Journal Information
Vol. 44. Issue 8.
Pages 461-462 (November 2020)
Vol. 44. Issue 8.
Pages 461-462 (November 2020)
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Prognostic factors of neurological outcome after cardiac arrest
Factores pronósticos de resultado neurológico tras un paro cardíaco
A. Canabal Berlanga
Hospital Universitario de la Princesa, Madrid, Spain
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The Spanish multicenter study on cardiac arrest published by Loza et al.1 within the context of the Cardiological Intensive Care and Cardiopulmonary Resuscitation Working Group has been of considerable interest to us. Among other reasons, the study is notorious because it involves an important number of care units throughout Spain, and provides information corresponding to a 12-month follow-up period, which is longer than usually reported in the literature. This aspect of the study deserves to be highlighted, since a prolonged period of time is needed to assess the outcome of the neurological damage of hypoxic–ischemic encephalopathy, and the reported mortality and functional status results assessed by means of the Barthel score at 12 months are worthy of the best of healthcare systems.

The main results of the study point to older age, non-cardiac causes of arrest, and a return to spontaneous circulation of over 20min as severity predictors, while the presence of defibrillable rhythms2 and coronary revascularization are established as protective factors. Other reported protective factors are the presence of a witnessing physician, short cardiopulmonary resuscitation times, and no need for adrenalin3. Hypothermia was irregularly used by the different centers, with criteria corresponding to those applied at the time of conception of the study and recruitment. The analysis of the results suggest that this practice did not influence either mortality or the neurological status of the patients. Particular mention is required of the discussion and analysis made by the authors of the role of hypothermia as part of the objectives of treatment.

It is known that among the combined parameters affording greatest certainty, mention must be made of the absence of N2O cortical waves in the short-latency somatosensory evoked potentials and ocular reflexes. It is advisable to perform the neurological examination on a daily basis4, with significance being established from 72h after the event or from the recovery of normothermia, once other confounding factors such as residual sedation or the use of muscle relaxants have been discarded. Their presence may make it advisable to prolong the analysis for several days; the required study period cannot be determined on a general basis, since up to 15–20% of all patients may be late awakeners, requiring periods that can reach 10–12 days5,9.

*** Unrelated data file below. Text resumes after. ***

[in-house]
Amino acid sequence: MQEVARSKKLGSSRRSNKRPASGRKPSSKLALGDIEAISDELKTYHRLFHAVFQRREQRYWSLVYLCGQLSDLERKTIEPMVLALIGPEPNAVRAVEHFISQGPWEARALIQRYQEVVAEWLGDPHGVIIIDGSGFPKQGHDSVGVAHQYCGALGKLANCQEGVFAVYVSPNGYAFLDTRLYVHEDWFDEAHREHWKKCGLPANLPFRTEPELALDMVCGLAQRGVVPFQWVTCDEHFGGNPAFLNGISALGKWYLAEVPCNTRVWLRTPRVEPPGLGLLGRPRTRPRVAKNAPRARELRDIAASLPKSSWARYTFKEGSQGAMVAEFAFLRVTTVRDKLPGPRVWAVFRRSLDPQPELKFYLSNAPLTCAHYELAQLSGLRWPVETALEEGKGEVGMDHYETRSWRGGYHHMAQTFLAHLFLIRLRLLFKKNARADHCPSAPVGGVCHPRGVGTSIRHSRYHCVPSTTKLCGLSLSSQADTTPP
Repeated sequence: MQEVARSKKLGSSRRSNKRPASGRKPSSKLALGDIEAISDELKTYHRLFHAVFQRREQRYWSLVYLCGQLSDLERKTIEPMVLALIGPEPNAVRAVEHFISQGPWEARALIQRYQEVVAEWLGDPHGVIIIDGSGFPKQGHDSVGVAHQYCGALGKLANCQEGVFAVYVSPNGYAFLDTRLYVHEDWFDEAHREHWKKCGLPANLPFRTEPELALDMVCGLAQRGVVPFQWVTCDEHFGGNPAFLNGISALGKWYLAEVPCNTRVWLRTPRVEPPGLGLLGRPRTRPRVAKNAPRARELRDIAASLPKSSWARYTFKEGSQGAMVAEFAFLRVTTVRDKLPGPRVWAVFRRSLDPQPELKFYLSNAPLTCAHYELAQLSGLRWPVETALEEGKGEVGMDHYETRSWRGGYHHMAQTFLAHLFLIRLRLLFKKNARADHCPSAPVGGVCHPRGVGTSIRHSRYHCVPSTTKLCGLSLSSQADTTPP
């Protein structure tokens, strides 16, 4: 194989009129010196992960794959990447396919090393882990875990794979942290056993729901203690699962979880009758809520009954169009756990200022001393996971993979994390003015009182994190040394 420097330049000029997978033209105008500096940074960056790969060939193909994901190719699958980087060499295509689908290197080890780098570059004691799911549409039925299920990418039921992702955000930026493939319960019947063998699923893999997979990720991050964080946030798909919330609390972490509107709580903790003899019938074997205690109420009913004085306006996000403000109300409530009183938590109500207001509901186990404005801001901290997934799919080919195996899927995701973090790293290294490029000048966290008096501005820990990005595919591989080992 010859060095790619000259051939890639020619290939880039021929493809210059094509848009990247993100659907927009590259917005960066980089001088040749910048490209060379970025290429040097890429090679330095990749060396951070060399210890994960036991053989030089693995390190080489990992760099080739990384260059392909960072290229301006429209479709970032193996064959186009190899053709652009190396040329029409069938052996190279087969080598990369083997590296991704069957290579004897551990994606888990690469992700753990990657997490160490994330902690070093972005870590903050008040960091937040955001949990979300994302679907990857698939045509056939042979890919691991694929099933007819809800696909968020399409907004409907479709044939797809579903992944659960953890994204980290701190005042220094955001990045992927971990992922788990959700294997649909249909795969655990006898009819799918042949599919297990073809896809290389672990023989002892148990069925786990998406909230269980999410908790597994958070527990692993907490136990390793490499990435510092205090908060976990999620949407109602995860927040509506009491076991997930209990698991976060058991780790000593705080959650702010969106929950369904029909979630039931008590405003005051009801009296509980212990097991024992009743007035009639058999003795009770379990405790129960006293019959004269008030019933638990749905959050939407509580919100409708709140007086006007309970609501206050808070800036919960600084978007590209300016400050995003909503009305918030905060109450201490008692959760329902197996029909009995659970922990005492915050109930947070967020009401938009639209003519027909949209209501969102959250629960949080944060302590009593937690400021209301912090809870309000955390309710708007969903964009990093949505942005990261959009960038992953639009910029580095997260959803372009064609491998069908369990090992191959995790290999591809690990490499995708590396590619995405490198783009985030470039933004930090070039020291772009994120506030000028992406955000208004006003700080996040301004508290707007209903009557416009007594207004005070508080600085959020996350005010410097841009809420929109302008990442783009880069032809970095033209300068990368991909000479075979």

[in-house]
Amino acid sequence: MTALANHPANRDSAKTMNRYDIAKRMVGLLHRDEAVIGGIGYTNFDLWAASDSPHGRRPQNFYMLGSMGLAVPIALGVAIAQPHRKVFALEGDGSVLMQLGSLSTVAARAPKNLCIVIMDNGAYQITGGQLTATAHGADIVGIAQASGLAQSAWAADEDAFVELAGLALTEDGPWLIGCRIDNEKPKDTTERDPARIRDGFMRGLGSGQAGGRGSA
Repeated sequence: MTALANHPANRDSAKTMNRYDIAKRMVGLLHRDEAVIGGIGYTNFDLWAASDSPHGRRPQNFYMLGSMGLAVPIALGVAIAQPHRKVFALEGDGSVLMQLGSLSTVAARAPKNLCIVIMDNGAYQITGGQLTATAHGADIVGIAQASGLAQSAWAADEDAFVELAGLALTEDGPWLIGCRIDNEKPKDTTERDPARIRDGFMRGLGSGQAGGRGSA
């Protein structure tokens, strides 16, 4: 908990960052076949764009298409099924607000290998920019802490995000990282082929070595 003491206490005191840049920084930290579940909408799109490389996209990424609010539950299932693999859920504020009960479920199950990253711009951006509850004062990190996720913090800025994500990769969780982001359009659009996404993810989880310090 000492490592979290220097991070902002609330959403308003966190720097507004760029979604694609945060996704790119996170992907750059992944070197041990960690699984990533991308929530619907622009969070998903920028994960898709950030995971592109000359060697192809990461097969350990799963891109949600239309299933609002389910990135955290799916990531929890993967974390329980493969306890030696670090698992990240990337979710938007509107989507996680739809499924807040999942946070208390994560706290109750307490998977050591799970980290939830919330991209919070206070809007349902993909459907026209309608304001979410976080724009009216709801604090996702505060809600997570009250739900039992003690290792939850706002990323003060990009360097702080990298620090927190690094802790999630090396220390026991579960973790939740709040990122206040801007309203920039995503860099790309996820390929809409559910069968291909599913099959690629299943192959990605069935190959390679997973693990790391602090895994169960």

The most influential exploratory signs are the bilateral absence of corneal and pupil reflexes5, and a motor score of under 2 on the Glasgow scale. These data prove more specific when combined with others such as continuous and persistent myoclonus lasting over 30min within the first 48h; an isoelectric electroencephalographic tracing of low voltage (<20μV), or burst suppression with generalized epileptiform activity6; or elevation of serum biomarkers such as neuron specific enolase at 48h, S-100B, microRNA and tau protein – with no exact defined threshold according to the current recommendations. Lastly, mention must be made of the neuroimaging techniques such as brain computed tomography, which evidences brain edema, though with no consensus on how to apply these findings; and brain magnetic resonance imaging between the second and seventh day7, showing hyperintense areas in diffusion weighted imaging. These techniques are all used in combination with other predictors.

The fact is that the availability of reliable predictors is very important in order to establish a prognosis as objective as possible and thus facilitate shared decision making, with the generation of information that is so necessary for the healthcare providers and is so demanded by the patient representatives. It is known that most deaths caused by post-cardiac arrest hypoxic-ischemic encephalopathy are secondary to the suspension of life support measures once a negative prognosis has been established8,9. We therefore need to optimize the specificity of the prognostic predictors, as this will help to avoid self-fulfilling predictions; in this regard, a multimodal approach is currently recommended, with the combination of different predictors10. This strategy and monitoring of the outcomes over the long term will probably serve to improve our understanding of this serious clinical condition and its prognosis.

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Please cite this article as: Canabal Berlanga A. Factores pronósticos de resultado neurológico tras un paro cardíaco. Med Intensiva. 2020;44:461–462.

Copyright © 2020. Elsevier España, S.L.U. and SEMICYUC
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